State views: Public officials keep trying to stifle free, open media
The state's Republican-led budget committee may have done no greater favor for the Wisconsin Center for Investigative Journalism than voting to evict it from two tiny offices in UW-Madison's Vilas Hall.
Since the early-morning, back-room decision surfaced this month, the center has received the kind of national attention-from media and political sources of all ideological stripes-only winning a Pulitzer Prize might have generated.
But that's the good news. The bad news is that the decision, labeled petty and vindictive by conservative talker Charlie Sykes and yet to be fully explained to the public, is just the latest in a series of high-profile attempts by public officials to stifle a free and open media:
-- The Obama administration targeted The Associated Press and a Fox News reporter for doing their jobs-seeking information from government sources that could be important for the public to know.
-- Gearing up to convince voters to let him lead the state's public school system, Rep. Don Pridemore identified reporters he perceived as liberal and told his staff in a grammatically challenged memo to demand their questions in writing.
-- Last fall, the Senate campaigns of Republican Tommy Thompson and Democrat Tammy Baldwin corralled the media in roped-off pens that made conducting interviews and taking photos and video more difficult.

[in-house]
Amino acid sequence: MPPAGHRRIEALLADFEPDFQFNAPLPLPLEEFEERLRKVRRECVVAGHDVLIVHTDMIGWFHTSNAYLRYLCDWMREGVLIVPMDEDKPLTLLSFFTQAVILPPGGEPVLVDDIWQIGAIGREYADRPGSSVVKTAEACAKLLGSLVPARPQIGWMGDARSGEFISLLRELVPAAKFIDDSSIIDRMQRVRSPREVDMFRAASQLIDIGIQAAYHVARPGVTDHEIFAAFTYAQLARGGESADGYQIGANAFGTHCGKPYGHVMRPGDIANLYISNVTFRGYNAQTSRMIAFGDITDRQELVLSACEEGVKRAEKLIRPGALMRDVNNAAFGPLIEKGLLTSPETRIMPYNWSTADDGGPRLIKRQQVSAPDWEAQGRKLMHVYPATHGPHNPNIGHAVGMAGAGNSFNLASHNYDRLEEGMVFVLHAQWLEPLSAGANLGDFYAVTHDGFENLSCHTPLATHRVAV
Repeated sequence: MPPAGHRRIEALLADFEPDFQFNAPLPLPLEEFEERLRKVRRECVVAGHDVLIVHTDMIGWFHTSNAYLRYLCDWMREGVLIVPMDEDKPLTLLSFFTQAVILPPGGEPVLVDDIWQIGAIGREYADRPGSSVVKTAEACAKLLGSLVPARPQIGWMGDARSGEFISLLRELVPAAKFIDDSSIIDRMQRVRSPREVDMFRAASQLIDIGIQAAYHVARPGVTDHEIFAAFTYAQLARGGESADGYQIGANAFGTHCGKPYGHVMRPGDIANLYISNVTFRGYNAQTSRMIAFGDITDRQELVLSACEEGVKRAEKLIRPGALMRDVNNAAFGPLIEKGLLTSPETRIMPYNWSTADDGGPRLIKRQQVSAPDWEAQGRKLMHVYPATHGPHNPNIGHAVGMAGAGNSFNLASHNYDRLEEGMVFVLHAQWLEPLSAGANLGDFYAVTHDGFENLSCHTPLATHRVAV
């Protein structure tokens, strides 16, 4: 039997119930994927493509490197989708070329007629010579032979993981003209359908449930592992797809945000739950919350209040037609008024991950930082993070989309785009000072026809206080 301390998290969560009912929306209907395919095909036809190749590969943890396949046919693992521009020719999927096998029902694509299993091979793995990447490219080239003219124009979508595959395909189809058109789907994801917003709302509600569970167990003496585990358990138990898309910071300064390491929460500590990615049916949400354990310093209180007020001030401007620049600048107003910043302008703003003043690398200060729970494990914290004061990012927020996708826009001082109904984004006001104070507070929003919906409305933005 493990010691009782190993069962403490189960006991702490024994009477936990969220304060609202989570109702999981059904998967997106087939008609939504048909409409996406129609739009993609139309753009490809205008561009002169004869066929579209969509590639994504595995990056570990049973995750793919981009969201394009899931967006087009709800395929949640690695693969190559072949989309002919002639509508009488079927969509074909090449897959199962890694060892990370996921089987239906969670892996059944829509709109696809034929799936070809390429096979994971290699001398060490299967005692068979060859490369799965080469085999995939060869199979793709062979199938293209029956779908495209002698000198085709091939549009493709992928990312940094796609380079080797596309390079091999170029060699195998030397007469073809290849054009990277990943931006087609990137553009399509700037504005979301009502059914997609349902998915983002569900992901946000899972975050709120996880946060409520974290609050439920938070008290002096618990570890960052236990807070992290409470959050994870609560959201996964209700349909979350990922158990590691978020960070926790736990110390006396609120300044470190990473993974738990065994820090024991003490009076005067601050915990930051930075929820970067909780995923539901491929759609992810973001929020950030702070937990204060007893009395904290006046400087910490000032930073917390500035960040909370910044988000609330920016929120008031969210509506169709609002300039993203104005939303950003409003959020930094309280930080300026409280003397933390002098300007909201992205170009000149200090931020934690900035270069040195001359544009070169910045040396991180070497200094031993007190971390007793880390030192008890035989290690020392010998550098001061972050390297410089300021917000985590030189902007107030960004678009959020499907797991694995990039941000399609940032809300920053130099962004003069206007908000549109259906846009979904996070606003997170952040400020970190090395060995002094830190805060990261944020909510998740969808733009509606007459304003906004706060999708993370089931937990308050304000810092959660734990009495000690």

And just prior to its annual convention, the state Democratic Party refused to allow Capital Times reporter Jack Craver to cover the event because of alleged journalistic misdeeds. Maybe he failed to treat the party and its leaders with the kind of kid gloves and deference expected of a political reporter from a self-proclaimed "progressive" newspaper.
Recall, this is the same political party that forcibly kicked out another reporter last year, this one from Wisconsin Reporter, a conservative media outfit that writes from a "free-market" perspective. Ironically, Craver first caught the DPW's attention by writing about, yes, the party's dismissal of Wisconsin Reporter journalist Ryan Ekvall.
One of the more popular parlor games among journalists these days is debating which gubernatorial administration-that of Gov. Scott Walker, a Republican, or Gov. Jim Doyle, his Democratic predecessor-has better deflected and delayed routine media inquiries. Walker's government seems to have one-upped Doyle's.
But to his credit, Walker has been downright magnanimous in answering questions from the press after various events in Madison and around the state. Something tells me he and his advisers find value in allowing him to tell the public why he does what he does. Were it so among state agencies.
Do you sense a pattern here? Perhaps Democrats and Republicans have found something on which they agree.
It bears repeating that the city of Madison was named for the father of the Constitution and the author of the Bill of Rights. James Madison believed that a truly democratic society relied on the free flow of information. His colleague Thomas Jefferson believed a free press was vital to the sharing of information.
There's still a chance the Legislature will reverse the decision to remove the WCIJ from UW-Madison. The backlash has been that swift and nearly universal. And if it doesn't, Gov. Walker could always veto the provision.
Whatever happens in the short term, however, the investigative center will continue to thrive. Nothing spells success in journalism like doing good work and making a few enemies.
Mark Pitsch is president of the Madison pro chapter of the Society of Professional Journalists. He is an assistant city editor at the Wisconsin State Journal.